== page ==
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Hackers use UK gov't PCs in a botnet

IE & Firefox vulnerability used to access machines

Cyber criminals have managed to take control of a number of US and UK government PC's, using them in a two million strong botnet, says Finjan.

According to the security firm, machines within six UK government organisations had been taken over by the cyber criminals.

Once a machine has been recruited into a botnet, it is then instructed to download further malicious software which will allow hackers to access email addresses stored on the machine, copy sensitive files and data or even record keystrokes typed on the machine, which ensure bank accounts can be accessed.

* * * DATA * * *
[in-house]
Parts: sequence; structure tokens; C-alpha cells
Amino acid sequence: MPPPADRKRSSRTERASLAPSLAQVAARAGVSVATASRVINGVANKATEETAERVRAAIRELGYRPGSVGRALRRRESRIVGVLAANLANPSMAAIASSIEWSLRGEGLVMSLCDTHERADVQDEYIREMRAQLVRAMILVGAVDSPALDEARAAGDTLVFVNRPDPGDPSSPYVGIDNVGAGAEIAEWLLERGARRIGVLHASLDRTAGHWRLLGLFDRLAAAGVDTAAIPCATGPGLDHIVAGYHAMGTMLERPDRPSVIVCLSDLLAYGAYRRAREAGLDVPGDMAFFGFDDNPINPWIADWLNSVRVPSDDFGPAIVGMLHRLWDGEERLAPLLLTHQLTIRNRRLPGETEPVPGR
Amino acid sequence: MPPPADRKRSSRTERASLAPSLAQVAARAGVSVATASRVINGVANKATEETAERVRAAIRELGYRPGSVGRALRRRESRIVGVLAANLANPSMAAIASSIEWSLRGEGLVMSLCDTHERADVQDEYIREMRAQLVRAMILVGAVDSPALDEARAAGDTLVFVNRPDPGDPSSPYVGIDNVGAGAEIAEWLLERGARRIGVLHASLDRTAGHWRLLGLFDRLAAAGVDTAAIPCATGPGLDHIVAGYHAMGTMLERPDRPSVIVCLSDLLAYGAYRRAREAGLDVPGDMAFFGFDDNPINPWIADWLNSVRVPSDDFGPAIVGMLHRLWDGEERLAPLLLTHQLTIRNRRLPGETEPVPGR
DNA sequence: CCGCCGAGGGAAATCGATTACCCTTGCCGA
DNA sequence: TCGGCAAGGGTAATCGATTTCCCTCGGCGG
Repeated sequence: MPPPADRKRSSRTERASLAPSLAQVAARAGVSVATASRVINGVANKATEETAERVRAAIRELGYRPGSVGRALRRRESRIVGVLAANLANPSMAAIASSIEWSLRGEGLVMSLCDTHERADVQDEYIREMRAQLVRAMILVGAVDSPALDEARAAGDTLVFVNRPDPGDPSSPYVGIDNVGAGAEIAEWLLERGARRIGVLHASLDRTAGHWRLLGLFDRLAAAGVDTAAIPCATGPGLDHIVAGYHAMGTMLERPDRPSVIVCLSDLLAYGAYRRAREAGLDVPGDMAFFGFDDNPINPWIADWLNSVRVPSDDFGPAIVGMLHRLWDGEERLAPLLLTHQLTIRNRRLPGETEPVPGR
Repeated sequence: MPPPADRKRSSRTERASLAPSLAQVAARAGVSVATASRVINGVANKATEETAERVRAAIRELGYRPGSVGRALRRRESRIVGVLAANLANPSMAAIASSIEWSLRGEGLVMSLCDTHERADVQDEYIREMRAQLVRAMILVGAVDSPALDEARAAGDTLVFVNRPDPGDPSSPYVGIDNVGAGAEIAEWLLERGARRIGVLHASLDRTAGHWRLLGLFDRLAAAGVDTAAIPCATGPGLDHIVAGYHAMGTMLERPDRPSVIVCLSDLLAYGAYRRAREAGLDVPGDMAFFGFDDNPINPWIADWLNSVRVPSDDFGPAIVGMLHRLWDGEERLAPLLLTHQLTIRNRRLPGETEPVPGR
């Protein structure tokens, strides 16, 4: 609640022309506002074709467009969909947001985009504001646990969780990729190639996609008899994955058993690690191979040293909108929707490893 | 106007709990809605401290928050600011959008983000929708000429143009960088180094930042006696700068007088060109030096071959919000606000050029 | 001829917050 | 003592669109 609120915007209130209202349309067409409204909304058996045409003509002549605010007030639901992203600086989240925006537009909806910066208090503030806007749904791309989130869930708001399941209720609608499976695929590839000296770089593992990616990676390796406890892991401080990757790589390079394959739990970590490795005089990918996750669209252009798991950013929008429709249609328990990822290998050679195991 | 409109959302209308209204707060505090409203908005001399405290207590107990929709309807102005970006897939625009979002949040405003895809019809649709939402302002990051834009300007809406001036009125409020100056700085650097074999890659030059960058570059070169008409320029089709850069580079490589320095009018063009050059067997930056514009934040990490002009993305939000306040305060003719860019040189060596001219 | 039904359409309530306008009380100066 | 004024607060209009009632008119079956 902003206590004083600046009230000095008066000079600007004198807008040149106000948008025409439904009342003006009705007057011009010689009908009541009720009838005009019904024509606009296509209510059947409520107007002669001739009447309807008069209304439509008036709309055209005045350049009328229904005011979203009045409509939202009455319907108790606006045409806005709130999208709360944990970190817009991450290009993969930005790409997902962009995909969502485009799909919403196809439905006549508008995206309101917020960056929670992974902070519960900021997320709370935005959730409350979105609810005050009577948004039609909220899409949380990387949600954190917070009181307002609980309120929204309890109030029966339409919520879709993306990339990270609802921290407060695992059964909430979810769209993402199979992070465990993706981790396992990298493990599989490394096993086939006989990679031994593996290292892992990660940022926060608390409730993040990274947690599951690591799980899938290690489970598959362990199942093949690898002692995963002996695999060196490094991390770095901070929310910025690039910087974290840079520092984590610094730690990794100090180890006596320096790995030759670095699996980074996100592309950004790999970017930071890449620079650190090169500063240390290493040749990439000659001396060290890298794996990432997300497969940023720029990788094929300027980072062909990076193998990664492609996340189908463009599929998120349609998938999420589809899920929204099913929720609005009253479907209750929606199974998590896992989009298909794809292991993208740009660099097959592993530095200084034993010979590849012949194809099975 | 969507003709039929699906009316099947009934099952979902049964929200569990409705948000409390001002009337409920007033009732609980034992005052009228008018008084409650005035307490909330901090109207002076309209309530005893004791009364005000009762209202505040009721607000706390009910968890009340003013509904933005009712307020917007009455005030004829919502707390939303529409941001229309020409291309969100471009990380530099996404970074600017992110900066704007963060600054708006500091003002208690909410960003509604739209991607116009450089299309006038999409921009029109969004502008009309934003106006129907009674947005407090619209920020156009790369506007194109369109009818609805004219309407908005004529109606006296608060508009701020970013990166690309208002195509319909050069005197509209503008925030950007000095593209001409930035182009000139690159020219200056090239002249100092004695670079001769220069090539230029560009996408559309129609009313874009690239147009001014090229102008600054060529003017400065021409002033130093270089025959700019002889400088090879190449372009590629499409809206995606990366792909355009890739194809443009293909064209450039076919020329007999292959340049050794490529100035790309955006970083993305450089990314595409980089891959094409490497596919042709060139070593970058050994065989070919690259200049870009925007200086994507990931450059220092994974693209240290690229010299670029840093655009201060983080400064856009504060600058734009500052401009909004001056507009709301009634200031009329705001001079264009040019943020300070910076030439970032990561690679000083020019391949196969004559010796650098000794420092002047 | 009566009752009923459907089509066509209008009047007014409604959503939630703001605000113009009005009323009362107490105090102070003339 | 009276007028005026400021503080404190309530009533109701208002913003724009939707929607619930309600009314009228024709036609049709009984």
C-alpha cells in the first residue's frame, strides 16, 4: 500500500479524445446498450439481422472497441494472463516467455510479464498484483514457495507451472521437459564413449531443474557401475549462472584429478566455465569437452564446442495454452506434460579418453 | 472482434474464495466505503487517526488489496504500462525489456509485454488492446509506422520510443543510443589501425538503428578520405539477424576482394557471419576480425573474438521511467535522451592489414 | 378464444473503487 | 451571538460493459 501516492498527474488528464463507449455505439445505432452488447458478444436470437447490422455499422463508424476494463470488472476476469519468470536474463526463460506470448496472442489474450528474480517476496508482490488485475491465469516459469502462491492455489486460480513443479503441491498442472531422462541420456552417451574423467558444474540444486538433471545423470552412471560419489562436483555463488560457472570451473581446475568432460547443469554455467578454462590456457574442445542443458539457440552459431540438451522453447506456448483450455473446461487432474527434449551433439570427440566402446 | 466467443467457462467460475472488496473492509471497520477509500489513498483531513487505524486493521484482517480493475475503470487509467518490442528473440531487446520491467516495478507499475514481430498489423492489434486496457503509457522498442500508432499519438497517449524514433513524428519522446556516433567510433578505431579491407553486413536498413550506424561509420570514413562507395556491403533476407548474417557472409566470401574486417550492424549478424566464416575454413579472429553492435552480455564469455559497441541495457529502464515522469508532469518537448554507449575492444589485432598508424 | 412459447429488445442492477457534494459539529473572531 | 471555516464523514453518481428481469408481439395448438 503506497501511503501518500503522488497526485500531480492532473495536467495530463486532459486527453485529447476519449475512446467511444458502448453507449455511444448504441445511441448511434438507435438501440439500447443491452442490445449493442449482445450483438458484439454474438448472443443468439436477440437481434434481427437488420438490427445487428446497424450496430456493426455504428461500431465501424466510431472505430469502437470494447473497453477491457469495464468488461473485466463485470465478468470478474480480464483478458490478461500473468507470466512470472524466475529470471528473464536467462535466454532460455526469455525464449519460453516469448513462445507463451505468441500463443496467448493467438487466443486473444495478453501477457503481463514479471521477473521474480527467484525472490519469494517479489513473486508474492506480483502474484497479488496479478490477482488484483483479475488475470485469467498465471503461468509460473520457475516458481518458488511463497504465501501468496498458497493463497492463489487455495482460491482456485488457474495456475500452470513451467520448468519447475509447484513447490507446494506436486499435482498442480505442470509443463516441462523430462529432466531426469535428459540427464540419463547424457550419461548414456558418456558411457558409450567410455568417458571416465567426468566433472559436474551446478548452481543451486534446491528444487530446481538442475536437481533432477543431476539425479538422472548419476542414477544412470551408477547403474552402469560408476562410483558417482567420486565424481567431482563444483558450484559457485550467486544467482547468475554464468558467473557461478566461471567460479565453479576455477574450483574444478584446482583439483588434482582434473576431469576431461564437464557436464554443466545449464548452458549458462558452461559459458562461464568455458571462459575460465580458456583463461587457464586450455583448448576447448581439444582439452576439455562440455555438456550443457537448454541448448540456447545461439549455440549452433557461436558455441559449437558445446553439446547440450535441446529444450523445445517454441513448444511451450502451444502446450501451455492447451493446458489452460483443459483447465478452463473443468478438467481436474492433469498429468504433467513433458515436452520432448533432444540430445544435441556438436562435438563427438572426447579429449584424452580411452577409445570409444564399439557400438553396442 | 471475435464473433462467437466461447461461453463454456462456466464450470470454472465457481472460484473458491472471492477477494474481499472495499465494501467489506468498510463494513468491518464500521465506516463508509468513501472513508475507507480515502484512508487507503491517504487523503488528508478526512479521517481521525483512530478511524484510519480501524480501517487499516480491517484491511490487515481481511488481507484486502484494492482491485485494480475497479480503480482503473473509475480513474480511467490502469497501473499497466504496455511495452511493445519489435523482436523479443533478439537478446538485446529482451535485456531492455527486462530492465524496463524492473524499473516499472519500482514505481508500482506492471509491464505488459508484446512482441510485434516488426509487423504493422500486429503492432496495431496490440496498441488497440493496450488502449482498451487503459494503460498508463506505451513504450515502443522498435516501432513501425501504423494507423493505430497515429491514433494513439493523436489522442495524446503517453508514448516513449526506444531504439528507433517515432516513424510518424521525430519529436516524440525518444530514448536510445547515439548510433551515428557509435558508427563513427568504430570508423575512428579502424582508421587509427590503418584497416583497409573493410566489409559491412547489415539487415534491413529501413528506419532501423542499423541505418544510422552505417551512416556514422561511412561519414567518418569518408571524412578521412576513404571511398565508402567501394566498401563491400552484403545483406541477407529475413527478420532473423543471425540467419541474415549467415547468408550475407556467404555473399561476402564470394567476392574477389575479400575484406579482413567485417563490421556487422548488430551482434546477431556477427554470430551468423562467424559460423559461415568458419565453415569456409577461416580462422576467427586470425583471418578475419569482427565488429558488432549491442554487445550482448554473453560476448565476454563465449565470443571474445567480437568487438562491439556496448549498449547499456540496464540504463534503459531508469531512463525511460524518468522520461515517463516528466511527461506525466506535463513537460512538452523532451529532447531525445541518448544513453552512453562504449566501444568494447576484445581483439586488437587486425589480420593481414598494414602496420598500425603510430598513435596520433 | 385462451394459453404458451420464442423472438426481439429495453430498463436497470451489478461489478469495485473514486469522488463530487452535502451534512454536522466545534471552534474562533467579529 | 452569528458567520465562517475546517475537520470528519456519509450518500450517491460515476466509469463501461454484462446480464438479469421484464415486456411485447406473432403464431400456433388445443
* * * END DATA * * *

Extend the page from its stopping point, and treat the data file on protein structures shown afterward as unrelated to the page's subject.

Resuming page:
Finjan discovered the hackers were selling access to the machines online for between $50 (£34) and $100 (£68) a time. The security company has since turned the details over to the Metropolitan Police, but the cyber criminals still remain at large.

Yuval Ben-Itzhak, chief technology officer for Finjan, told the BBC: "When we looked at the network domain names to see where the [compromised PCs] come from we were surprised to see many government networks, including UK government computers".

Finjan also said all of the infected machines were Windows-based PCs and hackers got access to the PCs via a vulnerability in the Internet Explorer and Firefox web browsers.

A Cabinet Office spokesman would not confirm or deny the attack.

"We constantly monitor new and existing risks and work to minimise their impact by alerting departments and giving them advice and guidance on dealing with the threat," he added.


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